Ghidra was used to create binary exports for both of these files so they could be compared in BinDiff. An overview of the matched functions is shown below.
Only one function appeared to have been changed,
. This significantly sped up our analysis of the vulnerability. We then compared both of the functions. The screenshots below show the changed code pre- and post-patch when looking at the decompiled code in Binary Ninja.
afd.sys version 10.0.22621.608
afd.sys version 10.0.22621.1105
This change shown above is the only update to the identified function. Some quick analysis showed that a check is being performed based on
is called to ensure that the pointer set out in the field is a valid address that resides within user mode.
This check is missing in the pre-patch version of the driver. Since the function has a specific switch statement for
, the assumption is that the developer intended to add this check but forgot (we all lack coffee sometimes !).
From this update, we can infer that an attacker can reach this code path with a controlled value at
of the unknown structure. If an attacker is able to populate this field with a kernel address, then it’s possible to create an arbitrary kernel Write-Where primitive. At this point, it is not clear what value is being written, but any value could potentially be used for a Local Privilege Escalation primitive.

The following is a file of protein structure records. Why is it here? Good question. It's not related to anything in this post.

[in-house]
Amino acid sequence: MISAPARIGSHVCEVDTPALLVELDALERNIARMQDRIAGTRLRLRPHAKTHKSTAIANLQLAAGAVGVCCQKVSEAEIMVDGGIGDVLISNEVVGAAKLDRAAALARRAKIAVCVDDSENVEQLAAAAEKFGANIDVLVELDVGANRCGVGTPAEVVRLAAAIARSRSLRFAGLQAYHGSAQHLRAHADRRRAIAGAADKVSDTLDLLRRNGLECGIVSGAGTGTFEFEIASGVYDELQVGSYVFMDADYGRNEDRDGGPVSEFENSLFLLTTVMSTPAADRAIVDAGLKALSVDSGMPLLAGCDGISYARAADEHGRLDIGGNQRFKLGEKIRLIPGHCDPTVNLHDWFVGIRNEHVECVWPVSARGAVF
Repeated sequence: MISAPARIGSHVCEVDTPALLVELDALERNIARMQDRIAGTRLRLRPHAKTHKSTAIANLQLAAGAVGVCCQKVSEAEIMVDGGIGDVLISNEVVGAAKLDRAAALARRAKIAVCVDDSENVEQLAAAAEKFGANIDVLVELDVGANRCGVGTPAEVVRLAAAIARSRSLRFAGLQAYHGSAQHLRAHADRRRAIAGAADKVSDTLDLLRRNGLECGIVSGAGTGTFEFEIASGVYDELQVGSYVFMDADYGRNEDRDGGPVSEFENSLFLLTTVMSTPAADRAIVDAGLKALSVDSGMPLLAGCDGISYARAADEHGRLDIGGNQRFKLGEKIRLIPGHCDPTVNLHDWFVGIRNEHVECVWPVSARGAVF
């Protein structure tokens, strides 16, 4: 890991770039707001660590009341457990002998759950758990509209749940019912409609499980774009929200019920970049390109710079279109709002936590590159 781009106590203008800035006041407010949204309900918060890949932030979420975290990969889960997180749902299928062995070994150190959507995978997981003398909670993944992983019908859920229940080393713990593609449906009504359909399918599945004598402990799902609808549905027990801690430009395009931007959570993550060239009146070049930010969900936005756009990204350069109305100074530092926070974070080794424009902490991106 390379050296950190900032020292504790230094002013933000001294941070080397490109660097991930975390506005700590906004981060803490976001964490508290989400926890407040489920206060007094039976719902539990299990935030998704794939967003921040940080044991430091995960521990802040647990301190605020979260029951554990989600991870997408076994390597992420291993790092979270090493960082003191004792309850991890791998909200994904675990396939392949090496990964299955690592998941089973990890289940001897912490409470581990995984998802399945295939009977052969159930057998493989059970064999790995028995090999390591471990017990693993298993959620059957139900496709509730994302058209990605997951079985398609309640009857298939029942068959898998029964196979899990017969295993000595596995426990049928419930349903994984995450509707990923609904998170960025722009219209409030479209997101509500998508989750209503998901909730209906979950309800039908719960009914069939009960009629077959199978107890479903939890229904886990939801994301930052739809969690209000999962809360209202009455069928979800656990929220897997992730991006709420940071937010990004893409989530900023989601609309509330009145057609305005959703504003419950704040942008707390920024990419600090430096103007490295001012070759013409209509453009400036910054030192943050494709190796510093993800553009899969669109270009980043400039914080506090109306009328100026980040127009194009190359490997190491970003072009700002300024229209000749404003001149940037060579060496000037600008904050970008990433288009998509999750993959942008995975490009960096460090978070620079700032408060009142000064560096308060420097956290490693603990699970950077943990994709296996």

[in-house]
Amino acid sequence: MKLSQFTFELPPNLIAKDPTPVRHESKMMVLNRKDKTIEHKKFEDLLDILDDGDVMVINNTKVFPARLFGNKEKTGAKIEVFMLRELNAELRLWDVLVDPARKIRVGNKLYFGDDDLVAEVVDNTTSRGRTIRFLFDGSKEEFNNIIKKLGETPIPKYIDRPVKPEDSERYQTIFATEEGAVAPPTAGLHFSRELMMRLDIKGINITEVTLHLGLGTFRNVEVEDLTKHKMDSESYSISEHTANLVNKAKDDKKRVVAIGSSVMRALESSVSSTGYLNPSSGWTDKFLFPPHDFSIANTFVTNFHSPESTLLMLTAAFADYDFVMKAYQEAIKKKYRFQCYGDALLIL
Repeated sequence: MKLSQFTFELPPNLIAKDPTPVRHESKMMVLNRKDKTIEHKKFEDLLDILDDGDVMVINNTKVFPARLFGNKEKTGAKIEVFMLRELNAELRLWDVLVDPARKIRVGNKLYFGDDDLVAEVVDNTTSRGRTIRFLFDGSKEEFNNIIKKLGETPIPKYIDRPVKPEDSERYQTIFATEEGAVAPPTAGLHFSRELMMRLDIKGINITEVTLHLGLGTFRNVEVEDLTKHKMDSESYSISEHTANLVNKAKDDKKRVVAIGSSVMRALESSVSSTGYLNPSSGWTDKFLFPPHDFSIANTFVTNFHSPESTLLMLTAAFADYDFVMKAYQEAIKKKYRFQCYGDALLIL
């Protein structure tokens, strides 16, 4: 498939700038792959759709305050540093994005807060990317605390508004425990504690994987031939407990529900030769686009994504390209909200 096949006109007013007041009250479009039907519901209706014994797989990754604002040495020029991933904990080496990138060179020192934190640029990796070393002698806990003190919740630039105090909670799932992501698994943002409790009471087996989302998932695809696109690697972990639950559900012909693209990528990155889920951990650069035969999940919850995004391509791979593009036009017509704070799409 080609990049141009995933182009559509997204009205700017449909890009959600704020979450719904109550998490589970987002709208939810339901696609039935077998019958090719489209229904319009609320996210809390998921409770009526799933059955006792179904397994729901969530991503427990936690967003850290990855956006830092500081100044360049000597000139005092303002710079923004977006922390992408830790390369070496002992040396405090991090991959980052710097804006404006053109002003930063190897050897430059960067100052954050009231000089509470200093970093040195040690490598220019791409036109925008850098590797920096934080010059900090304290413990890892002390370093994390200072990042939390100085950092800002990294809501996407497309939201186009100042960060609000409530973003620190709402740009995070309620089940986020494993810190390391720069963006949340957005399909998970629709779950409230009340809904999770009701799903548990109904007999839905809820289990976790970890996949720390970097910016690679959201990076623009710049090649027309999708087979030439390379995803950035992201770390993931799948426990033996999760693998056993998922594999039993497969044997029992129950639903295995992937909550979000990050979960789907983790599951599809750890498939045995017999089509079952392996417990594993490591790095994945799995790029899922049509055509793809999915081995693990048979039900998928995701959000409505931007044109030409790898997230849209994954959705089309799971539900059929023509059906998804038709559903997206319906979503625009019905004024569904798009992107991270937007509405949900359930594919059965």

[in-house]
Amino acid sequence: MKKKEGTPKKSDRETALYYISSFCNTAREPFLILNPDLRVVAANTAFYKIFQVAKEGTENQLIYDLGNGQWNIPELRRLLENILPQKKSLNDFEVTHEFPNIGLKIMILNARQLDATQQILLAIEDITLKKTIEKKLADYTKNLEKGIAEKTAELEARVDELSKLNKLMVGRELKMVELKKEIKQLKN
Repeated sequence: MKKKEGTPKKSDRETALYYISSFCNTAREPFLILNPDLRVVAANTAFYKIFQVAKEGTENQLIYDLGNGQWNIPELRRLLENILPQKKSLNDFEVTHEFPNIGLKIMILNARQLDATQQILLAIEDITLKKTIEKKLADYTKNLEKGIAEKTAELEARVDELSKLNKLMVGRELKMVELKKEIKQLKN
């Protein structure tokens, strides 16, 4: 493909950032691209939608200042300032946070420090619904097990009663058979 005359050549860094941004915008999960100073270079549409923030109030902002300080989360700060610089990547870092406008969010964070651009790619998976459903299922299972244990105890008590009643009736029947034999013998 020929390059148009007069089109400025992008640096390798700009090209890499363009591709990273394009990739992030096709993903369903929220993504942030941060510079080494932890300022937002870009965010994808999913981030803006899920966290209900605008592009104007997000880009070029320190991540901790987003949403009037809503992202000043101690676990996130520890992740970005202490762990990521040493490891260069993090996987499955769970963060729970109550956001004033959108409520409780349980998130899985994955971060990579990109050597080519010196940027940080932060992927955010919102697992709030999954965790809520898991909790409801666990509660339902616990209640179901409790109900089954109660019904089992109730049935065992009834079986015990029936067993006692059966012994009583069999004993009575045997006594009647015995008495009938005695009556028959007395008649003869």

The function prototype itself contains both the
value and a pointer to the unknown structure as the first and third arguments respectively.
We now know the location of the vulnerability, but not how to trigger the execution of the vulnerable code path. We’ll do some reverse engineering before beginning to work on a Proof-of-Concept (PoC).
First, the vulnerable function was cross-referenced to understand where and how it was used.
A single call to the vulnerable function is made in
We repeat the process, looking for cross-references to
. We find no direct calls to the function, but its address appears above a table of function pointers named
This table contains the dispatch routines for the AFD driver. Dispatch routines are used to handle requests from Win32 applications by calling
table as we expected. From Steven Vittitoe’s Recon talk slides, we discovered that there are actually two dispatch tables for AFD. The second being